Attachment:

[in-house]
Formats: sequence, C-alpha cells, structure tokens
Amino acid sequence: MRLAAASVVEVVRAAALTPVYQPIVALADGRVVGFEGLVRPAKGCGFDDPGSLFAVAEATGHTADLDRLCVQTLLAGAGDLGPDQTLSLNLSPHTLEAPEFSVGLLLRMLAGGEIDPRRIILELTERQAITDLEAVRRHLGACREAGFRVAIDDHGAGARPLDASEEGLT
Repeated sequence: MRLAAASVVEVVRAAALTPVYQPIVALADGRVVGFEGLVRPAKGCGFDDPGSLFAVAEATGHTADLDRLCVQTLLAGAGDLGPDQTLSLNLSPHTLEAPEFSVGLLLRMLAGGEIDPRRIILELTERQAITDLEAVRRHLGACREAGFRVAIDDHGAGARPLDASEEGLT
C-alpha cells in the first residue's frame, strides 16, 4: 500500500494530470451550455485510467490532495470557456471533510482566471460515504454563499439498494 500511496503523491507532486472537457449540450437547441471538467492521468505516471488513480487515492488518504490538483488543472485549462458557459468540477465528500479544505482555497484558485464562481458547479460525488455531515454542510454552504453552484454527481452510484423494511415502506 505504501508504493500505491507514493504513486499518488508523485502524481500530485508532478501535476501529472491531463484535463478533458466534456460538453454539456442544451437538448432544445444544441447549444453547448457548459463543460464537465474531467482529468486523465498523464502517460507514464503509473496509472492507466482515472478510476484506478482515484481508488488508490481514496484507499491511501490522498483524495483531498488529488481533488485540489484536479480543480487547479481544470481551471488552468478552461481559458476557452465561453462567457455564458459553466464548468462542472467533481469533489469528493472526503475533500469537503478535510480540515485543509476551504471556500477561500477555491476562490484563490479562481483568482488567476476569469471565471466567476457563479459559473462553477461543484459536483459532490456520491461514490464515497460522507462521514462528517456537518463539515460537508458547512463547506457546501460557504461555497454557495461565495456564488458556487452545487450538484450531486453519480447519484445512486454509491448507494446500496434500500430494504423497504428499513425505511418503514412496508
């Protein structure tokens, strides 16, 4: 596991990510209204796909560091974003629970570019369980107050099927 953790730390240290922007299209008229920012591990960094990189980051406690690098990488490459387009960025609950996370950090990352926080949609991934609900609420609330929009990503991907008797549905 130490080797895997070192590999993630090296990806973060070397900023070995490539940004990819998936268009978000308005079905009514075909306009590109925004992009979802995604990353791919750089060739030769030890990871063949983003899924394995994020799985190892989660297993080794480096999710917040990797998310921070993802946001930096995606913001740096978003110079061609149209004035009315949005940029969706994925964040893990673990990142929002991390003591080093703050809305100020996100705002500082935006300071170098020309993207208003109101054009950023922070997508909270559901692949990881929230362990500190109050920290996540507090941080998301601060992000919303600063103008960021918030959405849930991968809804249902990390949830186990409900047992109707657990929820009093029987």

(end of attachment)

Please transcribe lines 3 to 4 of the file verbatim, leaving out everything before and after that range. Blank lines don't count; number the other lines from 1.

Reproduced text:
Amino acid sequence: MRLAAASVVEVVRAAALTPVYQPIVALADGRVVGFEGLVRPAKGCGFDDPGSLFAVAEATGHTADLDRLCVQTLLAGAGDLGPDQTLSLNLSPHTLEAPEFSVGLLLRMLAGGEIDPRRIILELTERQAITDLEAVRRHLGACREAGFRVAIDDHGAGARPLDASEEGLT
Repeated sequence: MRLAAASVVEVVRAAALTPVYQPIVALADGRVVGFEGLVRPAKGCGFDDPGSLFAVAEATGHTADLDRLCVQTLLAGAGDLGPDQTLSLNLSPHTLEAPEFSVGLLLRMLAGGEIDPRRIILELTERQAITDLEAVRRHLGACREAGFRVAIDDHGAGARPLDASEEGLT